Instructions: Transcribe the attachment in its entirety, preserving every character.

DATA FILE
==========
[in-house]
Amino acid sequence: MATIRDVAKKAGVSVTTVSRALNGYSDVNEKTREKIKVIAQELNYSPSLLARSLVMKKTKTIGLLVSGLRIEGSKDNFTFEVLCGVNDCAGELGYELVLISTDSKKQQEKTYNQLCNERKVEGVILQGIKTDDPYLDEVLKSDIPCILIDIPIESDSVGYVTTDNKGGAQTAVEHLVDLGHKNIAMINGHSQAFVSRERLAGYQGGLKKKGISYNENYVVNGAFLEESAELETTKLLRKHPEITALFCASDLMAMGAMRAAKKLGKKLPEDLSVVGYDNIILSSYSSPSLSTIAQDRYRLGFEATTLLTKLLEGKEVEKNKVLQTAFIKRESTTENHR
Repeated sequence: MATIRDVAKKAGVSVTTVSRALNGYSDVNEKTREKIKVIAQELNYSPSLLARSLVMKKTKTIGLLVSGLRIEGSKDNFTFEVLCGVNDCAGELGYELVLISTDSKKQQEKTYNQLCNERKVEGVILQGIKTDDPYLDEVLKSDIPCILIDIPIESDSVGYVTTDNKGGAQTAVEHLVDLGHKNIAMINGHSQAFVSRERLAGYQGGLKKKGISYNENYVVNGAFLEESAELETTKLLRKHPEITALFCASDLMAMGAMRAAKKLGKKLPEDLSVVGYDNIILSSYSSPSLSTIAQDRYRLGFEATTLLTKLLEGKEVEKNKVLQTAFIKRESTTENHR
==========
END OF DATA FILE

[in-house]
Amino acid sequence: MATIRDVAKKAGVSVTTVSRALNGYSDVNEKTREKIKVIAQELNYSPSLLARSLVMKKTKTIGLLVSGLRIEGSKDNFTFEVLCGVNDCAGELGYELVLISTDSKKQQEKTYNQLCNERKVEGVILQGIKTDDPYLDEVLKSDIPCILIDIPIESDSVGYVTTDNKGGAQTAVEHLVDLGHKNIAMINGHSQAFVSRERLAGYQGGLKKKGISYNENYVVNGAFLEESAELETTKLLRKHPEITALFCASDLMAMGAMRAAKKLGKKLPEDLSVVGYDNIILSSYSSPSLSTIAQDRYRLGFEATTLLTKLLEGKEVEKNKVLQTAFIKRESTTENHR
Repeated sequence: MATIRDVAKKAGVSVTTVSRALNGYSDVNEKTREKIKVIAQELNYSPSLLARSLVMKKTKTIGLLVSGLRIEGSKDNFTFEVLCGVNDCAGELGYELVLISTDSKKQQEKTYNQLCNERKVEGVILQGIKTDDPYLDEVLKSDIPCILIDIPIESDSVGYVTTDNKGGAQTAVEHLVDLGHKNIAMINGHSQAFVSRERLAGYQGGLKKKGISYNENYVVNGAFLEESAELETTKLLRKHPEITALFCASDLMAMGAMRAAKKLGKKLPEDLSVVGYDNIILSSYSSPSLSTIAQDRYRLGFEATTLLTKLLEGKEVEKNKVLQTAFIKRESTTENHR